Yellow Vests Tell Macron Where to Stick His Taxes

Don’t worry about the recent market sell-off, one veteran trader told CNBC.

The analysts over at UBS (a US investment bank) said it was a ‘buyers’ boycott’.

By that, they mean buyers were sitting on the sidelines. And with little volumes, or less than usual, it’s the sellers that have dictated where prices will go.

I saw one pundit talk about the computer programs. They put on and get out of positions, making the most noise possible.

The majority is focusing on the US yield curve, which is a sloping line that represents yield on US 2–30-year government bonds.

But none of that matters now. Not for France, anyway.

Stocks in the world of cheese and wine are heading lower — like all other stocks, it seems.

But unlike Trump, French president Emmanuel Macron isn’t blaming central bankers for the ills of his economy.

No, stocks are the last thing on Macron’s mind.

He’s too busy thinking about the people in yellow vests. And how to get them off the streets.

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Carbon tax is killing people today…

Everyone can get behind a good idea.

It’s only when you propose measures to achieve that idea that disagreements happen.

Whether you believe what the pundits say about climate change or not, who doesn’t want clean air, water and a healthy environment?

I don’t know anyone that wants to live in a smog-filled city, with brownish water coming out of their tap.

It’s why a couple of people thought it would be a good idea to have the Paris Agreement.

It’s a vague sort of agreement that’s trying to tackle climate change. Or what we today think is climate change.

The reason I say it’s vague is because there’s no quota or restrictions on CO2 emissions to follow.

The aim is to keep global temperature below 2°C above pre-industrial levels, while also increasing funding for greener energies.

But it’s hard to find any specific recommendations on how to get to this level.

If you remember, the mainstream was in an uproar when Trump decided to exit the Paris Agreement. During his campaign, Trump said exiting would help American businesses and workers.

More recently Trump tweeted that US taxpayers ‘shouldn’t pay to clean up other countries’ pollution’.

So without him, other nations — including France — have soldiered on.

They’re serious about the environment. They care about the world’s future generation. And they’re willing to take real measures to achieve their goal.

One of those measures was to tax fuel.

It was a carbon tax and increased the price of vehicle fuel.

Easy way to prevent more cars on the road, which are creating CO2 emissions, right?

Yet the carbon tax, thought to save future generations, is killing people today.

The French are some of the most taxed people in the world

You might already be aware that taxes are high in Europe. The government offers a lot of stuff for ‘free’.

Education. Medicine. Retirement.

A lot of it is paid for or subsidised by the government.

Of course, none of this stuff is actually free. Taxpayers are the ones who pick up the bill.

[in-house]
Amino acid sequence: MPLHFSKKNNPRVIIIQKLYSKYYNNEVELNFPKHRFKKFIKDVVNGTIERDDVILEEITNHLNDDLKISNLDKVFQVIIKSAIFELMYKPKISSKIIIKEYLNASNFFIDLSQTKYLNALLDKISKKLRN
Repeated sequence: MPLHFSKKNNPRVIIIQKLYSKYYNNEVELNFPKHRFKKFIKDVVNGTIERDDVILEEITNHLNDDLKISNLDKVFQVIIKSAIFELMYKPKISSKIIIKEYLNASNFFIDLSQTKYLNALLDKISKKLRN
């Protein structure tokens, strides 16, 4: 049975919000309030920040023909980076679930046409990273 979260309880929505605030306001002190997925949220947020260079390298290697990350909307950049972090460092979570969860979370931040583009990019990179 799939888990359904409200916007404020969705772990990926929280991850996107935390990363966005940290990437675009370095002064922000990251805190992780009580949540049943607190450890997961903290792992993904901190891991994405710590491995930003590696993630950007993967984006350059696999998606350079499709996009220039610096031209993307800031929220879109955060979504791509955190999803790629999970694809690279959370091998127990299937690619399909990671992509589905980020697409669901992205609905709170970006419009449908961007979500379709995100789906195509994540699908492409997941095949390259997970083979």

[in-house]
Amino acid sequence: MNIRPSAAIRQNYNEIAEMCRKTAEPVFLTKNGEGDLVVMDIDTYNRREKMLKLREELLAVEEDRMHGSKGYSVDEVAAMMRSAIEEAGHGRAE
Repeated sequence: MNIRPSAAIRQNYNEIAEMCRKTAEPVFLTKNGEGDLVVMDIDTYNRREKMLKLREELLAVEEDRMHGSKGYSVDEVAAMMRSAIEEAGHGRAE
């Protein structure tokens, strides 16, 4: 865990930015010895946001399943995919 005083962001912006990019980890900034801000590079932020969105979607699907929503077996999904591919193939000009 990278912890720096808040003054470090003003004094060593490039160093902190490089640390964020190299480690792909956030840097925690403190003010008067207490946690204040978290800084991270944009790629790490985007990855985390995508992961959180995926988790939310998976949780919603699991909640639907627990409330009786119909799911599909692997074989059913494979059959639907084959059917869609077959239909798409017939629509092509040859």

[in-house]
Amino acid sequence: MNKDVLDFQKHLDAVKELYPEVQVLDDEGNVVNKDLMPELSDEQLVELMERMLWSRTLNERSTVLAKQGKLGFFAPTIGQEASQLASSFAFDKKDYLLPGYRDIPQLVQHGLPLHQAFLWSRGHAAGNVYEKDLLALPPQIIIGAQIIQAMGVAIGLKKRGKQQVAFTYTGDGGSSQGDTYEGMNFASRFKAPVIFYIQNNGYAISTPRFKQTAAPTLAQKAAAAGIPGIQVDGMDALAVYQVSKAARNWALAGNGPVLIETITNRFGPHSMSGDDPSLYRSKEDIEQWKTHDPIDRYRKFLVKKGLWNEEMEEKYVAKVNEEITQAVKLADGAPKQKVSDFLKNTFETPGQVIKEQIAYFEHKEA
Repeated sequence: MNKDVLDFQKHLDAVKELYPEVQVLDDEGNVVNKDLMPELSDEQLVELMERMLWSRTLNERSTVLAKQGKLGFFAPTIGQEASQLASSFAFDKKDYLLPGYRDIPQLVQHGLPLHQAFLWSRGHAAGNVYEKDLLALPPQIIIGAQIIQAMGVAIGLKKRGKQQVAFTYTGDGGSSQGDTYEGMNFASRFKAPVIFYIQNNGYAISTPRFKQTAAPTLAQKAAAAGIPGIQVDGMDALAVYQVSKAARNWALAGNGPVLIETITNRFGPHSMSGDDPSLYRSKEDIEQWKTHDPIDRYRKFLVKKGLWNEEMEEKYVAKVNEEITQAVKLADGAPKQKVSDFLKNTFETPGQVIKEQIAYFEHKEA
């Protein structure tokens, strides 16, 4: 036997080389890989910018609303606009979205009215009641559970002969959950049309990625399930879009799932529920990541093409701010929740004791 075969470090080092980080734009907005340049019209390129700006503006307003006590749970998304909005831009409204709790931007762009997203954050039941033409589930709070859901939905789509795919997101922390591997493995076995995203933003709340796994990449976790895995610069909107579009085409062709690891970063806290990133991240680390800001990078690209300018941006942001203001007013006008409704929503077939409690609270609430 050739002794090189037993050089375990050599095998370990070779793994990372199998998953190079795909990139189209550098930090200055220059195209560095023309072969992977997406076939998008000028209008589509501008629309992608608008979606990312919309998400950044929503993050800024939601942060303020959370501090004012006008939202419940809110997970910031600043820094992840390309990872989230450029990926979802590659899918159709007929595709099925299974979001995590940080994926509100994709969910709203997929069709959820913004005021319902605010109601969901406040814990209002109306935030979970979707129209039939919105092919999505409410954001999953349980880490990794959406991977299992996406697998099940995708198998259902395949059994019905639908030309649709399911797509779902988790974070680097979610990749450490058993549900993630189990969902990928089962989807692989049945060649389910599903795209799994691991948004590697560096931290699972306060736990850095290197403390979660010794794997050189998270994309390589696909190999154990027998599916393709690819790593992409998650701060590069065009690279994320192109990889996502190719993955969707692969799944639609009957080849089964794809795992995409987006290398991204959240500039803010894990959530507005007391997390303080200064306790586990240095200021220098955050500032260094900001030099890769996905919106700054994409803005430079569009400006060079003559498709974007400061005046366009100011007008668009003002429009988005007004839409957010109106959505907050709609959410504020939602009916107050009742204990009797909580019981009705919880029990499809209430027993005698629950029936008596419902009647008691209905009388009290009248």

The last thing I thought a highly taxed country would want is more taxes.

According to the OCED, the French are some of the most taxed people in the world.


Tax revenue continue to increase in the OECD 7-12-18

Source: OECD

[Click to open in a new window]

Now add more taxes to that — which the poor can ill afford — and you get mayhem.

The people of France took to the streets. All of them wearing yellow high-vis vests. These aren’t just peaceful protesters either.

They are very, very upset by further taxes.

They are fire-bombing police cars. Beating up officers. Hundreds are injured. Three are dead. And it’s all because Macron wanted to reduce emissions.

Of course, he had no idea such protests would erupt. He would have never enforced the tax in the first place if he did.

But it’s a perfect example of how good people can do horrible things. Striving for a clean environment is all well and good.

It’s only until we start coming up with solutions that everything turns sour.

Macron has backed off after six months. No one wants more riots on the streets. But this might just be the beginning. Yellow vest leader Benjamin Cauchy said:

The French are not sparrows and don’t want the crumbs the government is giving. They want the baguette.

And by baguette I’m assuming he means wealth that the French create for themselves.

They don’t want the government coming in to take half or more of their income. And then to spend it on ridiculous policies.

They want a free society. Free of central control and government intervention. All it took was a gas tax for the French to see it.

Trump did offer some kind (yet backhanded) words. He took to Twitter and wrote:

I am glad that my friend @EmmanuelMacron and the protestors in Paris have agreed with the conclusion I reached two years ago. The Paris Agreement is fatally flawed because it raises the price of energy for responsible countries while whitewashing some of the worst polluters…

Down with taxes!

Härje Ronngard,
Editor, Money Morning

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Harje Ronngard is the lead Editor at Money Morning. With an academic background in finance and investments, Harje knows how simple, yet difficult investing can be. He has worked with a range of assets classes, from futures to equities. But he’s found his niche in equity valuation. There are two questions Harje likes to ask of any investment. What is it worth? And how much does it cost? These two questions alone open up a world of investment opportunities which Harje shares with Money Morning readers 5 days a week.. Harje also contributes his insights in Total Income, headed by income specialist Matt Hibbard. Harje loves cash-rich businesses, so he feels right at home among Matt’s incredibly exciting income plays.


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